Pe­riod dra­mas

Buy­ing a listed prop­erty in need of restora­tion is not for the faint of heart, but fol­low these few sim­ple steps to avoid be­com­ing a ner­vous wreck (ing ball), says Ara­bella Youens

Country Life Every Week - - Property Comment -

FUND­ING for the mul­ti­mil­lion-pound re­fur­bish­ment of Buck­ing­ham Palace was ap­proved by MPS ear­lier this year (March 15), af­ter of­fi­cials had an­nounced in Novem­ber that £369 mil­lion was needed to avoid ‘cat­a­strophic build­ing fail­ure’. The works be­gan in April.

For­tu­nately, most coun­try­house buy­ers will not face the re­place­ment of 100 miles of 1950s elec­tri­cal ca­bling and 20 miles of heat­ing pipework. How­ever, there are some caveats to be di­gested be­fore em­bark­ing on a large restora­tion—par­tic­u­larly if the house is listed.

One of the first to con­sider is in­surance, which is of­ten-for­got­ten. Most good house­hold poli­cies will in­clude restora­tion, ren­o­va­tion and ex­ten­sion works up to £50,000 with­out the need to no­tify in­sur­ers, but once you ex­ceed this level, you risk in­val­i­dat­ing the pol­icy. ‘Ex­pert ad­vice at the start of the project is es­sen­tial,’ says Alec Moore of bro­kers Weather­bys Hamil­ton (07503 671649). ‘In­sur­ers can pro­vide ad­vice for the pro­tec­tion and se­cu­rity of ex­ist­ing build­ings and pos­ses­sions.’

Sto­ries of projects over­shoot­ing their bud­gets abound. ‘Restora­tion to a cer­tain Grade Iilisted coun­try house re­cently started at £30,000 and is now £200,000 and count­ing. The owner dis­cov­ered un­ex­pected is­sues—many as a re­sult of the list­ing,’ cau­tions Mr Moore. One way to avoid the pit­falls when it comes to listed coun­try houses is to read the de­scrip­tion of the prop­erty on the Na­tional Her­itage List. This nor­mally de­tails why the build­ing was listed in the first place and will help to ex­plain the el­e­ments that make it spe­cial.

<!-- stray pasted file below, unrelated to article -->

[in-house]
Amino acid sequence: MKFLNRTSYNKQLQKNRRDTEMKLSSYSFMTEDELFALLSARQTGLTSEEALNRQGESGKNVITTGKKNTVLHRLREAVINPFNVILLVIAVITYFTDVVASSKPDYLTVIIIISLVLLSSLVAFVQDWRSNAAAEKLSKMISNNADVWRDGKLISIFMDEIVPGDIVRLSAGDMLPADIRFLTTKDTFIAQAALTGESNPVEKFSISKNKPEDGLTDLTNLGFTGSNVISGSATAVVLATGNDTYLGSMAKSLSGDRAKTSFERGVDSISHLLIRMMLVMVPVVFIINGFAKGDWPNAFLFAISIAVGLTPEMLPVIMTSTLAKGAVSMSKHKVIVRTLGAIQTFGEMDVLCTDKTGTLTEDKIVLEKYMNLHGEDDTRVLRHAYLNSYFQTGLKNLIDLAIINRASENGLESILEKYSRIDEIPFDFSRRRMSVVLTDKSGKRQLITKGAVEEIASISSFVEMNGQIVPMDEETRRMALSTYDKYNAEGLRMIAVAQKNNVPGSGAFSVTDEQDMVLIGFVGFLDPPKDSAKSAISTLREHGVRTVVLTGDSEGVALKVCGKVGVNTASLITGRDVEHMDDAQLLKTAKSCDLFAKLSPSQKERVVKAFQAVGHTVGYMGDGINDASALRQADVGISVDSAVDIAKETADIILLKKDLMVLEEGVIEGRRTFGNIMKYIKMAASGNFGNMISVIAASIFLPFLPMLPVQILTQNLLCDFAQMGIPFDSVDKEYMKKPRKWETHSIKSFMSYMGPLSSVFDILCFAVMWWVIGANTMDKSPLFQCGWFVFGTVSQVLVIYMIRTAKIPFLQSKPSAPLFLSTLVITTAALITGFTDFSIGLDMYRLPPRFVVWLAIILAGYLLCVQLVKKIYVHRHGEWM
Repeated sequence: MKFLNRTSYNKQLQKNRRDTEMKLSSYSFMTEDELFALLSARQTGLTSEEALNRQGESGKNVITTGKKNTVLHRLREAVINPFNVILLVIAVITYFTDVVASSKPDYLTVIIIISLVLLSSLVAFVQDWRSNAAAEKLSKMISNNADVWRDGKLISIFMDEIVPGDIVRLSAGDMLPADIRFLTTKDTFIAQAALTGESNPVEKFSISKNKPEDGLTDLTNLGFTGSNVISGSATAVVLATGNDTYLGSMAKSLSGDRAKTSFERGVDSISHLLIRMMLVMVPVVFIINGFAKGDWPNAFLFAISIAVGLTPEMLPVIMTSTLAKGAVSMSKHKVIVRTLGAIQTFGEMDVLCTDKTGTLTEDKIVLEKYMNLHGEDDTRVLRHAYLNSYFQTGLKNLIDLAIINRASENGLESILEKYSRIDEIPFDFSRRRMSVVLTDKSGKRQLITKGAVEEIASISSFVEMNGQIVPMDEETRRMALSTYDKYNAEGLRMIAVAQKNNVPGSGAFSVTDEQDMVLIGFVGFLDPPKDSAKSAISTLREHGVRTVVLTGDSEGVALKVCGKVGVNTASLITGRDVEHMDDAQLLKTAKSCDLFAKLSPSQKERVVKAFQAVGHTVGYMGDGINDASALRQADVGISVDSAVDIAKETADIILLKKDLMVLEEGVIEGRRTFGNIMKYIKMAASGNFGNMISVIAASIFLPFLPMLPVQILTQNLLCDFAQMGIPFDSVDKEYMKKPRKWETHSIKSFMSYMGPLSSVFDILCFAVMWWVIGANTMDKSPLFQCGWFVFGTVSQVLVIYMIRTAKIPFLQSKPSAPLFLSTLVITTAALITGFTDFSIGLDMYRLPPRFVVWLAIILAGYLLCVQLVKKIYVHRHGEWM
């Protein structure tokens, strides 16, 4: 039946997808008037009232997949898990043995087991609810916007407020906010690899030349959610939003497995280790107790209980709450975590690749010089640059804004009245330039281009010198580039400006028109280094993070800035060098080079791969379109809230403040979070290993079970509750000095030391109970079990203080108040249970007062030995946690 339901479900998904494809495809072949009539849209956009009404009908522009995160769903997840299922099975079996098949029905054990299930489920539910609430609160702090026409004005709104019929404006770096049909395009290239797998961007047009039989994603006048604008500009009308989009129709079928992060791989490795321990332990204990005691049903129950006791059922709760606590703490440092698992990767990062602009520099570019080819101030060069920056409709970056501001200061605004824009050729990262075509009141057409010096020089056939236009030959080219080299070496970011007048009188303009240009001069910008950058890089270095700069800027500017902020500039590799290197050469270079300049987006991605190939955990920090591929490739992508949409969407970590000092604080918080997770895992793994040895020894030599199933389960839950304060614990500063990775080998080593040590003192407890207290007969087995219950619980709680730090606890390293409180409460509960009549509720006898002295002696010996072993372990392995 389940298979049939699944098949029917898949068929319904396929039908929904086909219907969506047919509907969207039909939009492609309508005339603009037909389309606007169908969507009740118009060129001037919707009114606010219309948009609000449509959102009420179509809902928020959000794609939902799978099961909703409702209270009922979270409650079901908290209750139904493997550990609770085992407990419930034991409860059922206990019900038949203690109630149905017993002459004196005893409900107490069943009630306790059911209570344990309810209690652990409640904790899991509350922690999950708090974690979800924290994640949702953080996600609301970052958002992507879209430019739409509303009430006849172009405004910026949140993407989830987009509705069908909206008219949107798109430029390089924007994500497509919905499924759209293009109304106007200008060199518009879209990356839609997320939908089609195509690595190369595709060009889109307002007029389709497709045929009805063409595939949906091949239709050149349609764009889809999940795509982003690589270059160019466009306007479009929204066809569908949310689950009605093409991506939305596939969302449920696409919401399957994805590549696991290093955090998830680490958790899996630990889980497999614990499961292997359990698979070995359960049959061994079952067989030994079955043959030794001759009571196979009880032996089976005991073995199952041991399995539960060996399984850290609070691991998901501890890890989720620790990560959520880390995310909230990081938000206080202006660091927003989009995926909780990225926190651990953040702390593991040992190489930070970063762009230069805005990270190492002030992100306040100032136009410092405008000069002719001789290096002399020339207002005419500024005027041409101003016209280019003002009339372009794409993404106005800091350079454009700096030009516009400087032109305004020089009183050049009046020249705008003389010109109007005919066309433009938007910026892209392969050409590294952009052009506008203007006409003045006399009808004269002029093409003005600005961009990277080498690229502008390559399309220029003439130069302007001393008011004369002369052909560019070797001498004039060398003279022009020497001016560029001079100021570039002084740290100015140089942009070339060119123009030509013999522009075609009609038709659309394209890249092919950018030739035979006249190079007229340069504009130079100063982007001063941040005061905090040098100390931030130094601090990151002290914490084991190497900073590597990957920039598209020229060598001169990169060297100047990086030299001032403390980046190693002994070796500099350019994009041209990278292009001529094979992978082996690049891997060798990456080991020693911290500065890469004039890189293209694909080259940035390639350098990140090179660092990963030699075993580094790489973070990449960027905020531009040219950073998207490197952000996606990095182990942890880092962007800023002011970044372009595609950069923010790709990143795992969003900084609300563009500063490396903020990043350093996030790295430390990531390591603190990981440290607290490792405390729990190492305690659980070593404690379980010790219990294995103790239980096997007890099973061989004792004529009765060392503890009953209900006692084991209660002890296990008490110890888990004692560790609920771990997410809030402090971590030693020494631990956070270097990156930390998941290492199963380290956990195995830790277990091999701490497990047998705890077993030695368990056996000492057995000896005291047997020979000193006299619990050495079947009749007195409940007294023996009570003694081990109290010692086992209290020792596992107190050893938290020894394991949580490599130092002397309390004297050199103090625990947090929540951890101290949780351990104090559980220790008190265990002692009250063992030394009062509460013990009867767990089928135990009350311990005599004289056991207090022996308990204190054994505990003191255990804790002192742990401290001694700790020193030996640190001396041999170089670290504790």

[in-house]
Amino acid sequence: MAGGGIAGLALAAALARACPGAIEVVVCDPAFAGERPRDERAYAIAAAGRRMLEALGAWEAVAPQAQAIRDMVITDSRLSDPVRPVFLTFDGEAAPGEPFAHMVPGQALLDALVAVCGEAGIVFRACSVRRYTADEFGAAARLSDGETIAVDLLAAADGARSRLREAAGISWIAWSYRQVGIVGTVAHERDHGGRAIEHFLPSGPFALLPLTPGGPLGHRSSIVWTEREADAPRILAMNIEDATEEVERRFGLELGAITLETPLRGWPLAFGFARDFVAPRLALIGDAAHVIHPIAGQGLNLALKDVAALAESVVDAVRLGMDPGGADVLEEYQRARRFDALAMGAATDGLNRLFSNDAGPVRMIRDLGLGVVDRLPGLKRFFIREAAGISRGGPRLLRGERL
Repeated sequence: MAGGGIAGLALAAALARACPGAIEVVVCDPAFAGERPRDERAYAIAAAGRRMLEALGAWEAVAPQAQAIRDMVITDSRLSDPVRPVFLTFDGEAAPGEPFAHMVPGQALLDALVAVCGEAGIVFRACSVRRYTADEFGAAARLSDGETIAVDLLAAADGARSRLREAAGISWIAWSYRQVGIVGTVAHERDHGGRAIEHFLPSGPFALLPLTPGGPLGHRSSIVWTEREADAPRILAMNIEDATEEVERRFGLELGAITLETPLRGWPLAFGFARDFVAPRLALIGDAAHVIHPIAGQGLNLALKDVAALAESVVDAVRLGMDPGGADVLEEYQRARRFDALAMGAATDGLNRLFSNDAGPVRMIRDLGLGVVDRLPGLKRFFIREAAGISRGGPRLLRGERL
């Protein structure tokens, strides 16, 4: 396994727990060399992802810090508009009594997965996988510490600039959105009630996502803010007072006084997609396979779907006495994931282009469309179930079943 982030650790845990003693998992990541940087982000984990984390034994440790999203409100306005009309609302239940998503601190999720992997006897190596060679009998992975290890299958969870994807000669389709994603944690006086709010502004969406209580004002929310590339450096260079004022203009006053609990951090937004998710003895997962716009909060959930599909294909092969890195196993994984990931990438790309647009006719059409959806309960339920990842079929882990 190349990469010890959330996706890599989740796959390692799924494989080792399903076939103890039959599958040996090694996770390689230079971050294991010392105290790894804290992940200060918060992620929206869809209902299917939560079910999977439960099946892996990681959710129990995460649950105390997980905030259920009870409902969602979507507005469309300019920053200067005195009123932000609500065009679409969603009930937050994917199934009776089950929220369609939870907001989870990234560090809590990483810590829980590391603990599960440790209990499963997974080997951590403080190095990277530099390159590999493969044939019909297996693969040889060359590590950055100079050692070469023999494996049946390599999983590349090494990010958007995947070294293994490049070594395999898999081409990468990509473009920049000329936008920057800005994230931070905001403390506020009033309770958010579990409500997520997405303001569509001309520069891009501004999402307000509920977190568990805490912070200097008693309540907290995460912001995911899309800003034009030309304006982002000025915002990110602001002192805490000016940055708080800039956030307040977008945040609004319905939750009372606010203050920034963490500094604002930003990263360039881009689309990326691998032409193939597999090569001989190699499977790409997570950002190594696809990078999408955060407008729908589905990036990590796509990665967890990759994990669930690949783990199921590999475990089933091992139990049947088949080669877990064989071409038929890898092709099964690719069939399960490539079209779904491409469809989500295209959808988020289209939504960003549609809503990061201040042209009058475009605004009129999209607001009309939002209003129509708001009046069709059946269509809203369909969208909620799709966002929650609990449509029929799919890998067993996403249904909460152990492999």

‘An­other step would be to re­view the plan­ning history of the prop­erty,’ ad­vises Richard Wins­bor­ough of City & Coun­try (01279 817882), a de­vel­oper that spe­cialises in the restora­tion of listed build­ings, in­clud­ing the King Ed­ward VII Es­tate near Mid­hurst, West Sus­sex. ‘It’s worth con­sult­ing old Ord­nance Sur­vey plans of the area and search­ing the local ar­chive of­fice for doc­u­ments and pho­tographs, as this can re­veal lay­ers of history hid­den within your prop­erty.’

As each coun­cil varies in its ap­proach to what is and isn’t ac­cept­able in terms of ex­ten­sions or ren­o­va­tions to listed houses, own­ers should look at the coun­cil web­site to see what’s been al­lowed else­where. ‘Your local Con­ser­va­tion Of­fi­cer might be happy to dis­cuss plans in­for­mally be­fore you sub­mit an ap­pli­ca­tion, too,’ adds Mr Wins­bor­ough.

Where own­ers have the op­por­tu­nity, they should try to fu­ture­proof their house as much as pos­si­ble. ‘It’s not al­ways easy, but in­tro­duce as much light as you can; just like the Ge­or­gians, we crave light rooms and that trend is un­likely to change,’ says Ru­pert Law­son-John­son of Strutt & Parker (07464 673904). ‘Lower floors in cot­tages to cre­ate taller ceil­ings and paint dark beams. Key among all things these days is to fo­cus on the tech—it’s a lovely sur­prise to find a 16th- or 17th-cen­tury farm­house with su­per­fast broad­band.’

Last but not least, con­sult COUN­TRY LIFE’S Top 100 list of rec­om­mended ar­chi­tects, land­scap­ers, builders and in­te­rior de­sign­ers (March 3, 2017, and http://bit.ly/coun­try Life­top100) for ex­pert ad­vice.

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